Beard created the “work ordered” day in which staff and members engage side-by-side in functional work units.  A central principle of the working community is “The need to be needed.” “Operationally, the need to be needed structures all house activities in such a way that member participation is required to accomplish the work at hand. A low staff-to-member ratio means that member participation is an essential programmatic reality.” (op. cit., p.50).  Underlying the surface activities are directors and staff committed to creating an environment that: (1) creates personalized relationships between professional staff and members that minimizes the hierarchical distance between them; (2) members are free to choose the type, extent and frequency of their involvement; and (3) peers engage in reciprocal learner-teacher roles and relationships with each other and staff.  The importance of the house as a community, a space and place dedicated to the FH philosophy and practices is emphasized: “community as a place that encompasses a relational ethic and one’s awareness of being part of a group that is viewed at Fountain House as being essential for recovery.” (op. cit., p.45).

Part 2 deals with “social practice” or how the professional staff role is modified to fit the FH philosophy through transformational design and motivational coaching.  Transformational design refers to attending to cultural and structural facets of work activities and the environment that support member’s motivation and empowerment.  For example, how do staff frame daily work activities to be real and meaningful, to foster side-by-side relationships and to exemplify the other FH principles?  Motivational coaching refers to the one-on-one relationships that staff establish with members; the changes from conventional professional roles to the personal, egalitarian and genuinely human relationships that staff establish with members are the most radical and distinctive sections of the book. They deserve extensive attention!

John Beard’s philosophy and the practices he developed are described not only in concrete terms but also as vivid exemplars of current social and behavioral science theories.  Many components of the model were in practice at FH long before the corresponding social or behavioral science theory was developed. An example is the strengths-based or non-medical approach increasingly in use today (Saleebay 1996) as well as empowerment (Simon 1994), and self-efficacy (Bandura 1997).  Another practice that exemplifies an important theory that the authors did not note is the “low staff-to-member ratio”, which is now known as “behavior setting theory” (Barker 1968). While the book emphasizes theories of staff behavior, it regrettably neglects equivalent theories connected to peer support and mutual aid (see Brown & Wituk 2010).

The authors do an excellent job of tying together the values, principles, and practices of staff and directors, and clearly explaining how these in turn are related to and are exemplars of contemporary social science theories.   This very significant book is especially important because FH’s practices have not previously been explicitly linked to contemporary theory.  Some readers seem to be enthralled with theory-based work and minimize or ignore empirical work seemingly unconnected to some proper theory. FH is open to misinterpretation by outside observers because many of its practices look mundane, simplistic, non-technological and unsophisticated.   The book provides the rich theoretical basis of these seemingly mundane activities.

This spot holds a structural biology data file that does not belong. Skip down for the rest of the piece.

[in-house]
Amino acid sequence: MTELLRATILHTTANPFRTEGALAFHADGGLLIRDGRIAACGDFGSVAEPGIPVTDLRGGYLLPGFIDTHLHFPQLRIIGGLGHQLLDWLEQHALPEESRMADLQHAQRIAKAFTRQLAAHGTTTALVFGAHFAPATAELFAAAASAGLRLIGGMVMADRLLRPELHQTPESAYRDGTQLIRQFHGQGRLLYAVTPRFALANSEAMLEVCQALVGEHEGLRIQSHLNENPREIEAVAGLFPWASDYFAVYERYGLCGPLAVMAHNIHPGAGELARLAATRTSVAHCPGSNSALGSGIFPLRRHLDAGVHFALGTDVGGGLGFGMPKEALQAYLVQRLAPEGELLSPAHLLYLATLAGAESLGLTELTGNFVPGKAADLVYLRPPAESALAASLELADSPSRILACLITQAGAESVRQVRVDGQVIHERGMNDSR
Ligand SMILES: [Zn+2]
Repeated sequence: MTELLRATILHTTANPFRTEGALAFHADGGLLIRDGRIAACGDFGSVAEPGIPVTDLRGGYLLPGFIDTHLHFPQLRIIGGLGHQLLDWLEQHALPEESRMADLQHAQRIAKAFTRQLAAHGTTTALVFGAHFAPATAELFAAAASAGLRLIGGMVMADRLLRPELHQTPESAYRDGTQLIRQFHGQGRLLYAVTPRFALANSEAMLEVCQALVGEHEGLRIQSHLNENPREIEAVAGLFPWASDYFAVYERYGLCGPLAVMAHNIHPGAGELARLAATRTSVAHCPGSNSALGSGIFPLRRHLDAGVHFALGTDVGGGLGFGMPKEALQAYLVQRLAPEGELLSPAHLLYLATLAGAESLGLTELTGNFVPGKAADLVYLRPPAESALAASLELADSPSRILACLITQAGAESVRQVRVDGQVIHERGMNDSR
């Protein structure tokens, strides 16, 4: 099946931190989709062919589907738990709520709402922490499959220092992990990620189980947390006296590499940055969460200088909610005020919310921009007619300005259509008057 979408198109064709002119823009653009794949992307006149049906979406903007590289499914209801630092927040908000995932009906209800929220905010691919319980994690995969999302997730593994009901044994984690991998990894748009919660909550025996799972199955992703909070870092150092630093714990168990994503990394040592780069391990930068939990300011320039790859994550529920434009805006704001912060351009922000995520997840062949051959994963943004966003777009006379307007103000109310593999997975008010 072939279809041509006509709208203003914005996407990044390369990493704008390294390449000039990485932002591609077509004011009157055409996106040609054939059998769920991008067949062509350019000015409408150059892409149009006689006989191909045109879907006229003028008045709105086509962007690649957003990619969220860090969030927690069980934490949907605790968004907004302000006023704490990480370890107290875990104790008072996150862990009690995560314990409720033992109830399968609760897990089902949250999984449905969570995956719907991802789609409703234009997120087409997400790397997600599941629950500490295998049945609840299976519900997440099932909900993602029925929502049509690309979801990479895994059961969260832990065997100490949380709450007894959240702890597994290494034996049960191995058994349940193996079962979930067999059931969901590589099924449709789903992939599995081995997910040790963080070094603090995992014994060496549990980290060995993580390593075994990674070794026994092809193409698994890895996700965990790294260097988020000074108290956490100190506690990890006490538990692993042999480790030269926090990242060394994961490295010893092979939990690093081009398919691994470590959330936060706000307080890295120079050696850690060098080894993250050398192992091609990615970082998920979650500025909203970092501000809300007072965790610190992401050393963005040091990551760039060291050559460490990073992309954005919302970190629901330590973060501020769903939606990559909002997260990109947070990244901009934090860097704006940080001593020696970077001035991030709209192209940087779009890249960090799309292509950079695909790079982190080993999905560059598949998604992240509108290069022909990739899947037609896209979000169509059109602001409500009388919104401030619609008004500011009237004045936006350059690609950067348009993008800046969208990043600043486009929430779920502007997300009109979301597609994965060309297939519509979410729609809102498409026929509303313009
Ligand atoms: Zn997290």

The next questions:  What independent empirical verification exist that the practices that exemplify the theories describe actual Clubhouses?  Where, to what extent and under what conditions is this so?   In any case, the book is significant and highly recommended to correct misconceptions about the FH clubhouse model. 


Bandura, A. (1997). Self-efficacy: The exercise of control. NY: W. H. Freeman & Company.

Barker, R. G. (1968). Ecological psychology. Stanford, CA: Stanford University Press.

Beard, J. H., Goertzel, V., & Pearce, A. J. (1958). The effectiveness of Activity Group Therapy with chronically regressed adult schizophrenics. International Journal of Group Psychotherapy, 8(2), 123-136.

Borkman, T. (2013). Special issue of Fountain House mental health clubhouses as hybrid self-help organizations. International Journal of Self-Help & Self-Care 7, 1-6.

Brown, L. D., & Wituk, S. (Eds.). (2010). Mental health self-help: Consumer and family initiatives. New York: Springer.

Craig, T. K. J. (2013). Expanding knowledge of peer-based mental health organisations: The experience of clubhouse. International Journal of Self Help and Self Care, 7, 119-130.

Doyle, A., Lanoil, J., & Dudek, K. J. (2013).  Fountain House: Creating community in mental health practice. New York: Columbia University Press.

Saleebey, D. (1992). The strengths perspective in social work practice. (5th ed.) Boston: Pearson/Allyn & Bacon.

Simon, B.L. (1994). The empowerment tradition in American social work: A history. New York: Columbia University Press.

Staples, L., & Stein, R. (2008). The clubhouse model: Mental health consumer-provider partnerships for recovery. PP. 177-196 in S. Chambre & M. Goldner, eds. Patients, Consumers and Civil Society: Advances in Medical Sociology, vol. 10. Bingley, UK: Emerald Group Publishing, Ltd.